If the debtor fails to make the payment, the real estate registry office must certify this fact and register the transfer of the ownership to the creditor, upon the payment of the transfer tax. The creditor must provide a public auction to sell the property within 30 days.

In a first auction, the minimum price of the property must correspond to an amount equal to or higher than the value of the property stated by the parties in the respective instrument that constituted the guarantee. If the first auction is not successful, a second auction must take place within 15 days. In the second auction, the minimum price of the property must correspond to an amount equal to or higher than the amount of the debt and related charges and expenses. If the sale is successful, the resulting proceeds will be used to pay the debt and expenses related to the auction, and the creditor will pay the possible balance to the debtor. If the property is not sold in the second auction, the claim or credit will be extinguished and the ownership of the real estate asset, which had been transferred to the creditor, will remain with it.

The fiduciary collateral of movable assets by financial companies is governed by Law 911/69. In this case, the creditor may file a lawsuit9 seeking the possession of the asset.

For operations of fiduciary transfer of movable assets by non-financial companies, the applicable law is the Brazilian Civil Code. In such cases, if the debtor fails to make the payment, the creditor may carry out the judicial or extrajudicial sale of the assets to third parties, use the sum obtained to pay the debt plus charges and expenses, and deliver the balance to the debtor, if any. The Civil Code provides that, if the sum obtained by the selling of the assets is not enough to pay the debt, the debtor remains obligated to pay the outstanding amount.

iii Duties of shareholders and directors of companies in financial difficulties

The Bankruptcy Law does not provide for the duties of shareholders and directors of companies in financial difficulties. However, pursuant to Law No. 6,404/1976, officers' and directors' main duties and responsibilities vis-à-vis the company, known as fiduciary duties in Brazil, include:

    1. duty to act in accordance with the interests of the company;
    2. duty to act in accordance with the articles of association or by-laws;
    3. duty of loyalty;
    4. informing about a conflict of interests; and
    5. duty to inform (e.g., publish annual balance sheets) and keep confidentiality.

If the company's shareholders or managers fail to comply with the fiduciary duties mentioned above, the court may deem them liable for certain obligations or acts.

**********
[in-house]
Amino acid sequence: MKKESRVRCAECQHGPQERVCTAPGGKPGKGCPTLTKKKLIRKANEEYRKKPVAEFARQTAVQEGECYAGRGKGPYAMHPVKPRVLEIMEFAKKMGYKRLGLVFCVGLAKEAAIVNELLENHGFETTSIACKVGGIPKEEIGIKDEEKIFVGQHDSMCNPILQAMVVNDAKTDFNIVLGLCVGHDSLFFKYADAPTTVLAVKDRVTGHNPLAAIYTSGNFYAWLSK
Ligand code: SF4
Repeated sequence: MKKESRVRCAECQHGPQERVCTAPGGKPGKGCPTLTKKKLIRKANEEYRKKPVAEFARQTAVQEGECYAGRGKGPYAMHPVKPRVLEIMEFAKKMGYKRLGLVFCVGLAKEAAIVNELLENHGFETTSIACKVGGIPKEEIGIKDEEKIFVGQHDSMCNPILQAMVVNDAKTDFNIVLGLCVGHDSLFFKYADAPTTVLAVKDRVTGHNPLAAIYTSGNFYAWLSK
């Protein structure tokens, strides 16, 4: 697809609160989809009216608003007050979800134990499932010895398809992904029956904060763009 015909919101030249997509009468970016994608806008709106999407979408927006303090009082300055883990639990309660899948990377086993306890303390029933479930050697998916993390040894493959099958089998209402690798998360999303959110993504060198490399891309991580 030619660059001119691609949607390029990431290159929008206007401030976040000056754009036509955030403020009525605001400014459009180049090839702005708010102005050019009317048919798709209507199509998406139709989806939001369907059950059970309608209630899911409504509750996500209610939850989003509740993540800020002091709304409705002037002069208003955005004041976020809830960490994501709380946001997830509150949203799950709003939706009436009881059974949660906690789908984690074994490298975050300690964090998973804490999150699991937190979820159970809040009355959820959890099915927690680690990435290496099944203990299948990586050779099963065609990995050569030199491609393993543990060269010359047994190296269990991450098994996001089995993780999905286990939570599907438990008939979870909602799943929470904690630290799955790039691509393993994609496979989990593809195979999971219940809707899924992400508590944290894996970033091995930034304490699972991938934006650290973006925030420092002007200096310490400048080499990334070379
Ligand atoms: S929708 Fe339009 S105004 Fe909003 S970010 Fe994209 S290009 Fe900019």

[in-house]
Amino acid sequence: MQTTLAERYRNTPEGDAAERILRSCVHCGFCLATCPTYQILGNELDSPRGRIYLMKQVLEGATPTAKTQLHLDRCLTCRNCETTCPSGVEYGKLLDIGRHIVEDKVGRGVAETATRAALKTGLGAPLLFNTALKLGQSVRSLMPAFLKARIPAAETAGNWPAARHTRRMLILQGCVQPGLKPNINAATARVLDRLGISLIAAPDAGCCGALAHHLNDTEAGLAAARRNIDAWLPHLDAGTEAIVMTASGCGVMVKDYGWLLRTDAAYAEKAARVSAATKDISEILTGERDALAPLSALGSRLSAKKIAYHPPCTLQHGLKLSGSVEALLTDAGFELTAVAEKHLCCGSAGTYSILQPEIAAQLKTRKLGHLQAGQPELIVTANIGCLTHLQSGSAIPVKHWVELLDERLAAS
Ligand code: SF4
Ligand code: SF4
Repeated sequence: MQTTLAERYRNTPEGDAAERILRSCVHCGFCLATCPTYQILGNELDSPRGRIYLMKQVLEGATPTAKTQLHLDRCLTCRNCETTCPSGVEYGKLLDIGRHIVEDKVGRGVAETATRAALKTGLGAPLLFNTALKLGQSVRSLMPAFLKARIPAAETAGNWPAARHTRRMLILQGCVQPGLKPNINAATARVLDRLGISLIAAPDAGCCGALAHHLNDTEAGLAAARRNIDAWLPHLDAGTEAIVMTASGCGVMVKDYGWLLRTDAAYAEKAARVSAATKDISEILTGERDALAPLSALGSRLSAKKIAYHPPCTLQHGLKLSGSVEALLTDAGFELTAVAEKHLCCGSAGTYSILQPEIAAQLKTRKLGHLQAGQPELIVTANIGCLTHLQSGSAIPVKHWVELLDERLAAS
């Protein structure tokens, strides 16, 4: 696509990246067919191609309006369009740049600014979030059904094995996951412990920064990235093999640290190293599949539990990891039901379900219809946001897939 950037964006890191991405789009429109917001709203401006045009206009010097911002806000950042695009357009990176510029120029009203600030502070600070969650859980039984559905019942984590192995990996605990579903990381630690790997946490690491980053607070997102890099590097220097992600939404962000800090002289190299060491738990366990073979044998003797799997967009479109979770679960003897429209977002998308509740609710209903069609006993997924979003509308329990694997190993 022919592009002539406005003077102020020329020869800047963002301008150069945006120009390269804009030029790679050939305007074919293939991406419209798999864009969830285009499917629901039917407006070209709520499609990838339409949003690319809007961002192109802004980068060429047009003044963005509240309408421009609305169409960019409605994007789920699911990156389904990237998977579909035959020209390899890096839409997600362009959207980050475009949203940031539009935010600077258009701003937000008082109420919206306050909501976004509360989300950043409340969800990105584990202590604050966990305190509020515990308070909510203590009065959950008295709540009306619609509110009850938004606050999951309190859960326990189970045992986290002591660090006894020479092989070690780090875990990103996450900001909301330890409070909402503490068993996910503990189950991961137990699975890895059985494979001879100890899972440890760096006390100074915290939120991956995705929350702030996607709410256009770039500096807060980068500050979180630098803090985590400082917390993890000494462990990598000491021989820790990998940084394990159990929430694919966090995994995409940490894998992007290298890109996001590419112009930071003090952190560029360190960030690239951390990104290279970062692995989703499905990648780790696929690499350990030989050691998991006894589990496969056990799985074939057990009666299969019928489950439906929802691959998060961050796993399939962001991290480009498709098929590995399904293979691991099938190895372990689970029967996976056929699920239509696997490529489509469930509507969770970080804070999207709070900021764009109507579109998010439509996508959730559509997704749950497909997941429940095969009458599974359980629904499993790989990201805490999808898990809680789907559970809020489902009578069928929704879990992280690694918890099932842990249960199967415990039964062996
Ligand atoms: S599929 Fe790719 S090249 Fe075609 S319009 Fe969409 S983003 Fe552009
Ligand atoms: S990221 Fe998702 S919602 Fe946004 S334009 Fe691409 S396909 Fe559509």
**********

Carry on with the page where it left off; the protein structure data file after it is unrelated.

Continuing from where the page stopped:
In the forced liquidation proceeding, the Bankruptcy Court may investigate and determine the shareholders' and managers' liability if it verifies that they performed any act or omission that contravenes Brazilian law – for example, corporate laws, tax laws and labour laws – regardless of the collection of the assets and impossibility to pay all the creditors of the company. The Bankruptcy Law predicts that in those cases, a responsibility lawsuit will begin in the Bankruptcy Court, and in this lawsuit, the defendant's assets can be blocked in compatible amount to the damage caused, until the final judgment. The term for the filing of a responsibility lawsuit finishes two years after the decision that ends the forced liquidation proceeding.

In addition, according to the Civil Code, the court may disregard the company's corporate veil if it considers that there was an abuse of its legal personality (in case of equity confusion and misuse of purpose). In this case, the shareholders would be considered liable for all of the company's debts.

The possibility of piercing the corporate veil was created as an exception to the limited liability of the shareholders, and once decreed by the judge, the shareholders shall respond with their own assets for a specific obligation. This possibility is foreseen in the Civil Code, and can also be applied to a company that was declared bankrupt.

The essential requirements are: abuse of the corporate veil, with deviation of the company's purpose or estate confusion between company and shareholders. In each concrete case, the judge will analyse the presence of such requirements – these requirements are more objective than just 'fraud' or 'abuse', but the decision by the court may remain very subjective.